Correa continues to be spark in Astros' lineup

Rookie shortstop tallied solo homer and RBI single in Saturday's loss

Correa continues to be spark in Astros' lineup

HOUSTON -- Before Carlos Correa led off the seventh inning, Rangers starter Colby Lewis had retired 12 straight, using his low-90s fastball ahead in counts while mixing in a slider to hold Houston to only two hits.

As he did to many hitters before, Lewis got Correa in a two-strike count, forcing the rookie to alter his mindset with his team down 4-0.

"Definitely wasn't trying to get big or hit a home run," Correa said.

"But it happened."

Correa clobbered the 2-2 offering to center for his eighth homer of the year, which traveled 430 feet according to Statcast™ and hit just below the gas pump near Tal's Hill. His bomb resurrected a stagnant offense and set up a dramatic late-inning rally that fell just short in a 7-6 loss.

Lewis retired the next three hitters without issue, but a single to Jon Singleton in the eighth spelled the end of his evening and got the Astros to the topsy-turvy Rangers bullpen.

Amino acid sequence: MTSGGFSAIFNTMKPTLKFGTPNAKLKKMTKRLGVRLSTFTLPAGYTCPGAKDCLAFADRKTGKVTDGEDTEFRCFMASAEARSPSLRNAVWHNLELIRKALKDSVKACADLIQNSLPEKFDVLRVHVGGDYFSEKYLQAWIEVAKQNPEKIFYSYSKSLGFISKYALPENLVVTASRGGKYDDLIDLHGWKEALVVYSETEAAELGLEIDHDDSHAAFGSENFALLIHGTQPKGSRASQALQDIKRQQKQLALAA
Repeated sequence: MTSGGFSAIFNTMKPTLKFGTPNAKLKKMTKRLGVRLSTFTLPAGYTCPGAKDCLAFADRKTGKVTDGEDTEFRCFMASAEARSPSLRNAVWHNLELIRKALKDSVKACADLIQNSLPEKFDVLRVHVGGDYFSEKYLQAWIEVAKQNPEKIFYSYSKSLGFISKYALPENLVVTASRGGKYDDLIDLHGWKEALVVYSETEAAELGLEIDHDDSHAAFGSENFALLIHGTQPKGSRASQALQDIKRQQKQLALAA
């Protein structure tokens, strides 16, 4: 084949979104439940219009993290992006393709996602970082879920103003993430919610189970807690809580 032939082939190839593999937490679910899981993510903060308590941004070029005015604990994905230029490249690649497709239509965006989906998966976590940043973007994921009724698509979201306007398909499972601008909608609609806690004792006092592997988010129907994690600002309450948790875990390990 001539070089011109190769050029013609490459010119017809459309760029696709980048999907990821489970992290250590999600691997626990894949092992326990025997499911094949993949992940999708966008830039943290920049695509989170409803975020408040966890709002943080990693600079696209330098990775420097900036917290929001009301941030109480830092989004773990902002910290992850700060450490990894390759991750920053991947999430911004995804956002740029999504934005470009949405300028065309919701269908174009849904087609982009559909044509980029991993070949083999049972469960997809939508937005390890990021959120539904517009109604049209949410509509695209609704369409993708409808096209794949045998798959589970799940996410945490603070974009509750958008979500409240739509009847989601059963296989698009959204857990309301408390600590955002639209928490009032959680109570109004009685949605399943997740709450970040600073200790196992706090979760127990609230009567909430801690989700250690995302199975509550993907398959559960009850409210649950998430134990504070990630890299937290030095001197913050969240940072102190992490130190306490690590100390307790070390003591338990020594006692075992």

"He's done a lot on his career to disrupt timing of hitters and he showed that very effectively tonight," said Astros manager A.J. Hinch. "For us to be able to get him out of the game with a homer, it was a little bit too little too late. Certainly was a step in the right direction for us."

Correa's blast now ties him for the lead among American League shortstops and gives him another historical benchmark -- he's the first shortstop since 1914 to hit eight home runs in his first 34 career games.

Correa's RBI single

He added an RBI single in the three-run eighth inning and was 90 feet away from tying the game, stranded at third when LJ Hoes bounced out to quell the Houston rally.

"They put good swings on some good pitches and we were able to rally," Correa said. "The crowd was able to be there the whole time and support us. That's something that kept us going and something that's going to make us play better."

Correa added another Major League first in the ninth -- his first benches-clearing incident.

"As a rookie, I had to run out and stand there," Correa said. "I don't know what was going on, something between Conger and Odor at the plate. I think it pumped us. We went into the ninth inning trying to win the game, we did a pretty good job, but we fell short. We gotta go out and try to win the series."

"We can do it to retaliate from that."

Chandler Rome is an associate reporter for MLB.com. This story was not subject to the approval of Major League Baseball or its clubs.